“If not, you’re insane; you are holding a conversation with me, after all,” Ikukulu replied.

“True,” Dr. Jackson said, nodding in agreement. “So, am I dead?”

“Very,” Ikukulu answered. “However, I brought you here to offer you a second chance at life.”

“How? Why?” Dr. Jackson asked.

“When I venture out with my master to gather the dead, I am always amazed – and somewhat puzzled, I must admit – by the struggle you mortals put up to stay alive,” Ikukulu replied. “Life and Death are merely phases of existence, yet you cling to Life as if it is the most precious thing in creation. I want to experience Life in the way you do in hopes that I might one day understand.”

“And just what do you need me for?”

“I want to become one with your Ori Inu – your subconscious mind,” Ikukulu replied. “Doing so will allow me to feel what you feel; do what you do; be who you are. In exchange, I will grant you life…and a portion of my power, so you can avenge your death and the deaths of all those people in the Greenwood neighborhood of Tulsa, Oklahoma.”


“Just agree and I will return you to the realm of the quick posthaste.”

“I…I agree,” Dr. Jackson whispered.

“Excellent!” Ikukulu sang.

The tiny scythe flew into the gaping gunshot wound in Dr. Jackson’s skull.

A cold, white light fell over Dr. Jackson like a blanket. He felt himself moving through something thick and gummy and dank.

A moment later, he was on his knees in the doorway of the torched remains of his practice.

Dr. Jackson pulled himself to his feet and perused his surroundings. Most of the shops, churches and schools were burned to the ground. The sky was black with smoke and great craters dotted the streets. Not one living soul – besides the doctor – was anywhere to be seen.

Dr. Jackson sprinted across the street toward where West’s Funeral Home used to sit. He stopped at a chocolate-colored hearse that was parked in the driveway and peeked through the driver’s window. The key was in the ignition, where old man West always left it.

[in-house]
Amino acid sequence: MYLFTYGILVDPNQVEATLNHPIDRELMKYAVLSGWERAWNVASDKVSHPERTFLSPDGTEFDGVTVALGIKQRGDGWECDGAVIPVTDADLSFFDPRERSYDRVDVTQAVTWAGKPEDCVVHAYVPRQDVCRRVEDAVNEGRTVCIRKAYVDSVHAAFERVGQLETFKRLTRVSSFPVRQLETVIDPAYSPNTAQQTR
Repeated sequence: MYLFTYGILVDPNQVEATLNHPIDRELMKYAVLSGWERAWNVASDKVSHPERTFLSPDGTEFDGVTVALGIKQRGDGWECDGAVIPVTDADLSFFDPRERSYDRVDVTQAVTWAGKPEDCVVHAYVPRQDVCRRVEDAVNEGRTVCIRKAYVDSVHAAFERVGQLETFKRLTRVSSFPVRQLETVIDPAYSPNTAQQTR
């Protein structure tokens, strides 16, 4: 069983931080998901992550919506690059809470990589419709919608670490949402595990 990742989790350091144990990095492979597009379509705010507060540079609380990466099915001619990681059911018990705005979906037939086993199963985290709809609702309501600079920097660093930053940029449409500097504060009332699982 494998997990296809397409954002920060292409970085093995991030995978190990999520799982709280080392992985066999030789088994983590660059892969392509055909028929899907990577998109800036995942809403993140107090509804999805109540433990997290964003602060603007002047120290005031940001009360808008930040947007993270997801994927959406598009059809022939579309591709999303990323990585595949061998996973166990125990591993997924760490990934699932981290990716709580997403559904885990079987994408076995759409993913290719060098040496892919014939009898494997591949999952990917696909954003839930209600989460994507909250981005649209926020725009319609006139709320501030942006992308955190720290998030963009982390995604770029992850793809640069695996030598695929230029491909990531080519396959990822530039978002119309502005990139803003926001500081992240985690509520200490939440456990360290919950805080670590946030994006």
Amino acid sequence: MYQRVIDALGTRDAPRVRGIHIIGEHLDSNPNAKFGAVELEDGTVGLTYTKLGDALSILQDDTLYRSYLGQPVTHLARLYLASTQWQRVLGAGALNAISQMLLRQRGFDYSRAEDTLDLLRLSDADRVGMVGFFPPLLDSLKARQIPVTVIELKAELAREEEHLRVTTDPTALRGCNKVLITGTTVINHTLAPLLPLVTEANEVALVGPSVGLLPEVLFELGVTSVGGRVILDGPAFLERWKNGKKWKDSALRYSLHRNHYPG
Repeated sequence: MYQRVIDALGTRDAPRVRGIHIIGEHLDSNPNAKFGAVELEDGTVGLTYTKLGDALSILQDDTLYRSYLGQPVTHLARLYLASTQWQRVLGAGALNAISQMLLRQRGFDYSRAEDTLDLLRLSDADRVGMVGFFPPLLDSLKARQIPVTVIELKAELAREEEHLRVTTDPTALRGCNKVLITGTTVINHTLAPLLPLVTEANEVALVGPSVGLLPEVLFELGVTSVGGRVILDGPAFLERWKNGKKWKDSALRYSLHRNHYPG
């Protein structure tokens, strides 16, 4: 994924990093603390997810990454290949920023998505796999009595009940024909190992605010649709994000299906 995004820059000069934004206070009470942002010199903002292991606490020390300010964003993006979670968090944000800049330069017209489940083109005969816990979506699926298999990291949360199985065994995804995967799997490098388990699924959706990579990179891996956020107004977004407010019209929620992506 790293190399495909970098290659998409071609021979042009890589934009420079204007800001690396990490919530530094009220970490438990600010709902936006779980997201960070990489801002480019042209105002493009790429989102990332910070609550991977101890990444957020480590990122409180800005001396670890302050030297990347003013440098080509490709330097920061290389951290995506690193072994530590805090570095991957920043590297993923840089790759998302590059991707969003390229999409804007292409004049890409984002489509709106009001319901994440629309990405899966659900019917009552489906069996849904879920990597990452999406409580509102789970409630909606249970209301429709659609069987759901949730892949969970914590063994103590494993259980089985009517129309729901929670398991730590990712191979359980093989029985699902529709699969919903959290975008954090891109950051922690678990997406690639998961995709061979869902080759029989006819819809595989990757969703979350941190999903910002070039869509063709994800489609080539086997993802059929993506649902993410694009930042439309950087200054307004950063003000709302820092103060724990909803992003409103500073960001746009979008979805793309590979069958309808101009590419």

Dr. Jackson opened the driver’s door. He caught a quick glimpse of his reflection in the lantern mounted on the side of the hearse. He snapped his head toward the lantern and stared – in shock – at his reflection. The bullet wound in his forehead was closed and not even a scar was evident. He appeared to be fifteen years younger than his forty-six years of age and his salt-and-pepper hair was now jet-black.

He rubbed his fingers across his smooth cheeks, shaking his head in disbelief. “A second chance at life, indeed.

Dr. Jackson slid into the driver’s seat of the hearse and turned the key. The car coughed and spat in protest and then came to life.

Dr. Jackson hit the accelerator and the hearse sped off, leaving behind his beloved ‘Negro Wall Street.’




Dr. Jackson brought the hearse to a stop across the street from May’s Masks.

The street was quiet. The smell of baked bread, engine oil and iron assaulted his nostrils.

He crept toward the dimly lit mask shop. When he was within a foot of the door, he felt a slight tug on his insides, as if his internal organs were being pulled by lines of fishing wire. He did not resist the pull as it grew stronger, the pull becoming a hard yank.

And then, he vanished in a cloud of dirt, which reeked of decay, mildew and muck.

A moment later, he reappeared inside of Earl May’s shop.

The corners of Dr. Jackson’s mouth curled upward into a smile. Thanks to Ikukulu – the Scythe – he now had power and he was eager to show Earl May just how much.

A low, clanking noise issued from the back room.

Dr. Jackson crept toward the sound until before him sat Earl May, pounding away at a Death’s-head mask formed of tin.

Lost in his work and with his back to Dr. Jackson, May took no notice as the doctor sauntered toward him.

“Nice work,” Dr. Jackson whispered.

May leapt to his feet and turned to face Dr. Jackson with his hammer raised high above his head. “Who the hell?”

May’s eyes widened in shock as he recognized the man standing before him, his suit caked in blood and reeking of death. “No…it can’t be! We killed you!”

Earl May brought the hammer down.

Doctor Jackson raised his arm to block the blow.

The hammer slammed into the doctor’s forearm with a loud crack.

The head of the hammer flew across the room as the hammer’s haft shattered.

To Dr. Jackson, the strike felt no more bothersome than a blow from a rolled up newspaper.